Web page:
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11-19-2010, 08:17 AM   #1
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could be happier with my K100D; help

Hi

Apologies straight away for posting multiple queries/thoughts in one thread, but they are all related to my K100D (or me!).

Here are a few observations related to the images from the K100D (my only DSLR). I almost always shoot JPEG. I mainly do some casual photography of family, few birds on free weekends (they are rare arent they?) etc. Like to experiment with rain, night shots etc. but dont end up doing as much as I would like.

a) many are oversaturated (yellow) and need to be corrected. Especially ones I take in the outdoors. I do birds with a Tamron 500/f8 mirror handheld.

b) are often blurred. No, I dont have a tremor
This is mainly indoors, with either the 16-45 or Sigma 70-300.
I have a feeling the SR is not really functioning.

Not ALL images are blurred; I do get good ones. Perhaps the focus is not right sometimes (I guess these can be easily differentiated).

c) few images taken recently with a 100/f4 manual I recently acquired have come very well with superb skin tone and sharpness. So I guess theres that much of lens related factor as well.

I have yet to fully understand and get to terms with 'stop down metering' using the AE-lock button with the M lens. Suggestions on this would help too.

What should I be doing? (with tight budget in mind)
i) Get a new body - that will be more M lens friendly, better SR, better color rendition? An upgrade would be to a used body, not a new one.
ii) Get better lenses for indoor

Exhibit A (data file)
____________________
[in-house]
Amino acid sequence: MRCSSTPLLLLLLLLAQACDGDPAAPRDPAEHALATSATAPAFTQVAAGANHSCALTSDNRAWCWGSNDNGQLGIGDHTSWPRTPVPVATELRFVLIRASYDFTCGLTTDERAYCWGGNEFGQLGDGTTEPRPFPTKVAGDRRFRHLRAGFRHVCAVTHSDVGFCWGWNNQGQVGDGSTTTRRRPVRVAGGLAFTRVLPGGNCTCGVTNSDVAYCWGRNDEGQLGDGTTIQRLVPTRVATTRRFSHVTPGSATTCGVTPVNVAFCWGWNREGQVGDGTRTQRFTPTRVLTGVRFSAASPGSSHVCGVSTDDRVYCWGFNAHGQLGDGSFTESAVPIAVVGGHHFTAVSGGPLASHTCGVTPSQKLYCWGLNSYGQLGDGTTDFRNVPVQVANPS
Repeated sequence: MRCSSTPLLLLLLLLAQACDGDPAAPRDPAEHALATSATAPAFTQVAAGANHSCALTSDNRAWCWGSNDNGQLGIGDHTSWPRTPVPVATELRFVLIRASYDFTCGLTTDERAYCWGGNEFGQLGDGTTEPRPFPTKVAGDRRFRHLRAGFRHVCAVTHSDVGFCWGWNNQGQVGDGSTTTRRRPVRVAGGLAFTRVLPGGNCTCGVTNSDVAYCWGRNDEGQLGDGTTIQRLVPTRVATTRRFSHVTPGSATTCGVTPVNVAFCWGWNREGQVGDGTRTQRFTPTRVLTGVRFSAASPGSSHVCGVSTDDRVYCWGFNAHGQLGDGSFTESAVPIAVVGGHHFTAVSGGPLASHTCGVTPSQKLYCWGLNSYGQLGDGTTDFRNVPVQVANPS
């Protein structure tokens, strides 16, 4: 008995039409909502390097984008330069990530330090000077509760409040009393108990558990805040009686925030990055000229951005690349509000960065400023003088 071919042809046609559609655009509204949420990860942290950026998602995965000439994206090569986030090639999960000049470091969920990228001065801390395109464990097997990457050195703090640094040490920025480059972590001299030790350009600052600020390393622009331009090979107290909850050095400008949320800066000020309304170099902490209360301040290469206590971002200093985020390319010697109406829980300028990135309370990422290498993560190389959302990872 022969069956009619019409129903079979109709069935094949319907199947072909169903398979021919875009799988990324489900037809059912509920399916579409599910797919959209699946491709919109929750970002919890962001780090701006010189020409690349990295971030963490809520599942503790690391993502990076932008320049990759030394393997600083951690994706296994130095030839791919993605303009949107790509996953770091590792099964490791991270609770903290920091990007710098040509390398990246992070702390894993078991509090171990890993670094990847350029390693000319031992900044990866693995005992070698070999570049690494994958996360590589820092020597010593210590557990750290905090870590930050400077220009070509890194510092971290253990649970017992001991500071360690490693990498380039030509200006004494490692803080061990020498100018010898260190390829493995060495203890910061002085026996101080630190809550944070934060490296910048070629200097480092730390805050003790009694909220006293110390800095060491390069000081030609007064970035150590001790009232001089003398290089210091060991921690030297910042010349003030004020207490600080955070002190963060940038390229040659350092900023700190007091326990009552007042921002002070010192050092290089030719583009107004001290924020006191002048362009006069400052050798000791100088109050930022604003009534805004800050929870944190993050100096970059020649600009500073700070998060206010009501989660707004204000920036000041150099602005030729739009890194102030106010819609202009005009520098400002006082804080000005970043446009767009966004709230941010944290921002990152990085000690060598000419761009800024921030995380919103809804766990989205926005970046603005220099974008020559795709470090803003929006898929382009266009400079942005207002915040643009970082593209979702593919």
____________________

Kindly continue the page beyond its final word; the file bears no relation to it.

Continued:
iii) theres nothing wrong; keep trying with steady hands, as all bodies have plusses, minuses. All images will require some level correction sharpening etc.
iv) none of the above (you tell me)

I have uploaded few good pics in an album recently.
gibikote's Album: Gibikote - PentaxForums.com
Thanks in advance!

Sridhar

11-19-2010, 09:24 AM   #2
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Ok, let's try to help.

a) It's possible that the lens affects the automatic white balance from the camera. You can always set it manually though, or fix on post-processing, just shoot in RAW.

b) I don't know how good is the SR in the K100D, but it could be focus instead of motion blur. Without sample images it's hard to say. As you mentioned indoors, I believe it's in low light situations. If so, the culprit is certainly the AF system, which isn't as good in those older bodies under low light situations.

c) If you are able to take sharp pics with a manual lens, then b) is probably related to the poor AF performance in the older bodies. If you enjoy using manual lenses, you could invest on a split screen.

Anyway, I know that at least with your mirror lens, you won't get stellar sharpness regardless of the body. I would expect you to be able to get sharp images with your Sigma though. In that case, upgrading to a K-7 (or if you don't mind the less professional bodies, a K-r) could improve your results substantially.
11-19-2010, 11:22 PM   #3
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Thanks for the suggestions. Shall keep close watch and try to analyse further.
Not sure I want to shoot RAW often; I have not found an easy converting software and it takes more time converting them etc.